Blindspotting isn’t the most obvious candidate for a film-to-TV spinoff. The 2018 movie, co-written by Rafael Casal and Daveed Diggs, who star as best friends in Oakland, made less than $5 million at the box office. It was well-reviewed but not a major awards player. And its stories — Diggs’ ex-con Collin finishes out his probation, while Casal’s Miles rails against gentrification — didn’t leave lots of open questions demanding a sequel, on the big or small screen.
But Blindspotting the series, debuting this weekend on Starz, is less a continuation of the film than a smart expansion of its world. Some of the original characters are back, but the show is built in a way that doesn’t make the movie required viewing for newcomers. Instead, it feels of a piece with what Casal and Diggs (who return as writer-producers) did earlier while functioning as its own satisfying, serio-comic slice of Oakland life. In one episode, a character even summarizes the events of the film for a new friend, then says, “Yeah, it was a whole movie. Shit is just different now, I guess.”
Collin is not in the episodes given to critics (though his absence is explained), and Miles is arrested for drug possession in the opening scene, appearing briefly in prison visits and fantasy sequences. The focus instead is on Miles’ wife Ashley (Diggs’ fellow Hamilton alum Jasmine Cephas Jones, reprising her movie role), who had settled into a comfortable existence on the fringes of the lower-middle class, and now has to rebuild her entire life with son Sean (Atticus Woodward) in the aftermath of her husband potentially spending years in prison. She moves in with Miles’ mother Rainey (Helen Hunt) and his half-sister Trish (Jaylen Barron), the latter of whom runs a webcam business out of her mom’s sprawling house. Ashley’s pleasantly surprised to learn that Collin’s sister Janelle (Candace Nichols-Lippman) has moved back in next door with her mom and her tenant Earl (Benjamin Earl Turner), who wears an ankle monitor as part of his house arrest.
The movie built much of its tension from Collin’s ever-present fear that he might be arrested — if not killed — just for being a black man in the wrong place at the wrong time. The series and Ashley both seem comparably chill at first about Miles’ incarceration, though of course the circumstances are different. (Casal’s background is part Spanish and Cuban, but the world of Blindspotting mostly looks at Miles as a white appropriator who doesn’t think twice about wearing a grill in his teeth because of who his friends and family are.) But the matter-of-fact fashion in which Ashley, Rainey, and others deal with his absence is in many ways more unnerving than if they were constantly crying and rending garments. At one point, Rainey visits a black-owned bookstore to see if they have any kids books to help the women talk to Sean where his father is; the clerk has a whole section devoted to them, with titles like The Night Dad Went to Jail.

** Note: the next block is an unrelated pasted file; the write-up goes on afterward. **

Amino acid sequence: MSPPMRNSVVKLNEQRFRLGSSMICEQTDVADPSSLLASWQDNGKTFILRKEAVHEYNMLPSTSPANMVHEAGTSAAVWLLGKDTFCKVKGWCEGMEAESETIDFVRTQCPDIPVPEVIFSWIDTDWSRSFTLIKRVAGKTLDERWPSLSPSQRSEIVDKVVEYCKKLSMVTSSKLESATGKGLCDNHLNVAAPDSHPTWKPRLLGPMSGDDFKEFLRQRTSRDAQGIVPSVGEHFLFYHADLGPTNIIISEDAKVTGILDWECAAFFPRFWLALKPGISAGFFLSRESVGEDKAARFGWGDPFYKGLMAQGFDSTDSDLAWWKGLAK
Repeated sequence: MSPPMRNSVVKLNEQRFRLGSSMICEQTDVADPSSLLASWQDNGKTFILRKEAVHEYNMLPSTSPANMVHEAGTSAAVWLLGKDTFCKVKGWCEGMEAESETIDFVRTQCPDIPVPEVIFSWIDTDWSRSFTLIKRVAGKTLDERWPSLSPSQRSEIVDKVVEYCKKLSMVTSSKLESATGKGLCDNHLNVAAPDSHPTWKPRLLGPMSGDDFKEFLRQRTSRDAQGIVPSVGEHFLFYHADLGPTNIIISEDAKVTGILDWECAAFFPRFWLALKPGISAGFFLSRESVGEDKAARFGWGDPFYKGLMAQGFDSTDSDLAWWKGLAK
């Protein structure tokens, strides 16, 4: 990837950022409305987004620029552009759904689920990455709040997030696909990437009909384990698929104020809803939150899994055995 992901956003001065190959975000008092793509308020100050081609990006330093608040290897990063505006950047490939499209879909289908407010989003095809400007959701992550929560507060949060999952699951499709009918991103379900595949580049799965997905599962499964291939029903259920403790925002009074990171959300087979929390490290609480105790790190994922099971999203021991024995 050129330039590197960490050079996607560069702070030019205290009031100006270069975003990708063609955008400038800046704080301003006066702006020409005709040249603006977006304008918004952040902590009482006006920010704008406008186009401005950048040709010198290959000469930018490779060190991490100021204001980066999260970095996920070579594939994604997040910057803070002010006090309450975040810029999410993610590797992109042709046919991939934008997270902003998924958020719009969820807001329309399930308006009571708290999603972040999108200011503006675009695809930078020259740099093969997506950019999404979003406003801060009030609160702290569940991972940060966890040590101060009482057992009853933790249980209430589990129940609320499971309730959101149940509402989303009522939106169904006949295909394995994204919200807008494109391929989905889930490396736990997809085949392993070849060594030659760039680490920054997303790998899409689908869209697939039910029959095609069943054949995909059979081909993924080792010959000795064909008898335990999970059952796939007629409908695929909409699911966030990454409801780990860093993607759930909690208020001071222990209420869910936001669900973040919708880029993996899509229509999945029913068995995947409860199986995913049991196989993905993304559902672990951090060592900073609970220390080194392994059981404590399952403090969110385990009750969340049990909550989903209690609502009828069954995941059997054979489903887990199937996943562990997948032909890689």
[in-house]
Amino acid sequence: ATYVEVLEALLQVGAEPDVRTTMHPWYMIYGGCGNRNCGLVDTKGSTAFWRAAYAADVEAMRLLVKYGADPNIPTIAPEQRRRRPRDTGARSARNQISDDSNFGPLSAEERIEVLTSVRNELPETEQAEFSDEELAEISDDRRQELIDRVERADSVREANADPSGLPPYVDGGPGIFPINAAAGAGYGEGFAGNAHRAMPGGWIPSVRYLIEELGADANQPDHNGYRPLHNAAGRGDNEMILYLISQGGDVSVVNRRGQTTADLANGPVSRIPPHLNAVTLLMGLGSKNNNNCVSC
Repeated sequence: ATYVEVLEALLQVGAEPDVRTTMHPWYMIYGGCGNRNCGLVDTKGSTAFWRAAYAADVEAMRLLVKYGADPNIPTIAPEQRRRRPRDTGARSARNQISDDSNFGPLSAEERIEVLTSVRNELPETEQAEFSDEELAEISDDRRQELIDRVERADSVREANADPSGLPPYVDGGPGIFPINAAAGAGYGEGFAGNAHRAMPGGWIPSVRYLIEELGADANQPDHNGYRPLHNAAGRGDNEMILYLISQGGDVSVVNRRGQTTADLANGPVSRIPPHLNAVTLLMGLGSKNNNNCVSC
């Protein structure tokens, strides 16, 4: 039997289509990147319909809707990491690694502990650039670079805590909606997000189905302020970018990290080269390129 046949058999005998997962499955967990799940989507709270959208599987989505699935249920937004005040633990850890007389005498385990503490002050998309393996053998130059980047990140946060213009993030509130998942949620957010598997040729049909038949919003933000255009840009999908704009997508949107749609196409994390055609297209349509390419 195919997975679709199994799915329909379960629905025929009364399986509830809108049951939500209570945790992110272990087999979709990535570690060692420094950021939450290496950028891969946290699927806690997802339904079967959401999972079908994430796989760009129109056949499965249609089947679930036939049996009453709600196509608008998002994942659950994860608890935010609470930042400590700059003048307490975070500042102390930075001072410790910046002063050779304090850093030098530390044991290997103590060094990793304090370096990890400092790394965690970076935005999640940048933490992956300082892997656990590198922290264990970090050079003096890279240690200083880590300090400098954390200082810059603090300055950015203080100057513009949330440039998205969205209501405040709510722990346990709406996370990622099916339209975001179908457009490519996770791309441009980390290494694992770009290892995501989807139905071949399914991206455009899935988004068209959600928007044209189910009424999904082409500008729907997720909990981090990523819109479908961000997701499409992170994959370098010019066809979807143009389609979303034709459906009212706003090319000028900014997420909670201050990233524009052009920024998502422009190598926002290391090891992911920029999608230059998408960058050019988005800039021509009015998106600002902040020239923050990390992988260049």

It’s at once a dryly funny scene and a terribly sad one. Blindspotting largely maintains that delicate balance. Parts are serious, as Ashley frets over what will become of her and Sean. Parts are downright silly, with Turner demonstrating impressive physical comedy chops as Earl attempts to extend the ankle monitor’s limits by any means necessary. And some parts ditch the kitchen-sink realism altogether for fantasy interludes where Ashley freestyles about her innermost pain and rage — “Why y’all get to live so free? Why shit only happen to me?” she asks while exploring the luxury hotel room of a toxic rich white couple — sometimes flanked by interpretive dancers. As you’d expect from a Hamilton original, Cephas Jones knows her way around a rhyme, and those scenes allow Ashley to open up in ways she realistically wouldn’t even to Rainey or Janelle. The dancers are more hit or miss, less for their (beautiful) technique than because their routines sometimes upstage the story.
The actors — Cephas Jones and Hunt in particular — seem comfortable navigating the series’ slippery tone, where scenes can shift from low-key to magical realism without warning, in the same way that Trish deftly code-switches while seeking a small-business loan when she sees she’s been paired with a black banker. And if Ashley feels initial discomfort about her move, particularly where Trish and her various side hustles are concerned, the ensemble settles quickly into a welcoming hangout vibe. You’re just as likely to hear Earl expounding on why the 1993 Robert Townsend superhero movie Meteor Man is responsible for both Black Panther and the Obama presidency as you are to see him panic about getting busted when a job interview threatens to keep him out past curfew.
Like the movie, the series is ultimately a love letter to the multicultural stew of Oakland, even as it acknowledges the way the city, like most of urban America, is rapidly changing. No one here is as obsessed with gentrification as Miles was in the movie, but Janelle never feels entirely comfortable with how her hometown looks since she last saw it, complaining, “It’s like somebody took a story about Oakland, and tried to make it from memory. Some stuff is way off.”
Blindspotting the movie may not have seemed a natural a choice for spinoff treatment, but nothing in this smart new series feels off.
Blindspotting debuts June 13th on Starz, with episodes premiering weekly. I’ve seen the first six of eight episodes.